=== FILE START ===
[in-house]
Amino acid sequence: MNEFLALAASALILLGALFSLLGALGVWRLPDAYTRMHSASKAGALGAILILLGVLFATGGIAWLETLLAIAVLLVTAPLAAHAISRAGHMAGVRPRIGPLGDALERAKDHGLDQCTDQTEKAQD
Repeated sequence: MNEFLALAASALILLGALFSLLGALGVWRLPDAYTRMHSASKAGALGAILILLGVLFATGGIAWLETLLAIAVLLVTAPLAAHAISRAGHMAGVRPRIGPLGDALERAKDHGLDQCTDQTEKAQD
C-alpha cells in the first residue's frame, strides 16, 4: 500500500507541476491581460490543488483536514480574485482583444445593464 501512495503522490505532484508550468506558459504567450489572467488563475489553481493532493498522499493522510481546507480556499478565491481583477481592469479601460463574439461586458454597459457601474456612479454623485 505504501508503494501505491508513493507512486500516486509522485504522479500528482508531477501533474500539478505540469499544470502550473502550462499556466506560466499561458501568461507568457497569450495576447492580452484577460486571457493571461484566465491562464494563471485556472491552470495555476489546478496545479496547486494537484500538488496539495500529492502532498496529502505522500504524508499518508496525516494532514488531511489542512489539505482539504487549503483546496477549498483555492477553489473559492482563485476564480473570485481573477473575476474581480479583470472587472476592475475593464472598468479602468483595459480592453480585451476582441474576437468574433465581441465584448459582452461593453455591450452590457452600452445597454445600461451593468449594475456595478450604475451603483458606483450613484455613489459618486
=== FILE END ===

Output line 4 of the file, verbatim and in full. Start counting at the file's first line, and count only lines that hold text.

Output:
C-alpha cells in the first residue's frame, strides 16, 4: 500500500507541476491581460490543488483536514480574485482583444445593464 501512495503522490505532484508550468506558459504567450489572467488563475489553481493532493498522499493522510481546507480556499478565491481583477481592469479601460463574439461586458454597459457601474456612479454623485 505504501508503494501505491508513493507512486500516486509522485504522479500528482508531477501533474500539478505540469499544470502550473502550462499556466506560466499561458501568461507568457497569450495576447492580452484577460486571457493571461484566465491562464494563471485556472491552470495555476489546478496545479496547486494537484500538488496539495500529492502532498496529502505522500504524508499518508496525516494532514488531511489542512489539505482539504487549503483546496477549498483555492477553489473559492482563485476564480473570485481573477473575476474581480479583470472587472476592475475593464472598468479602468483595459480592453480585451476582441474576437468574433465581441465584448459582452461593453455591450452590457452600452445597454445600461451593468449594475456595478450604475451603483458606483450613484455613489459618486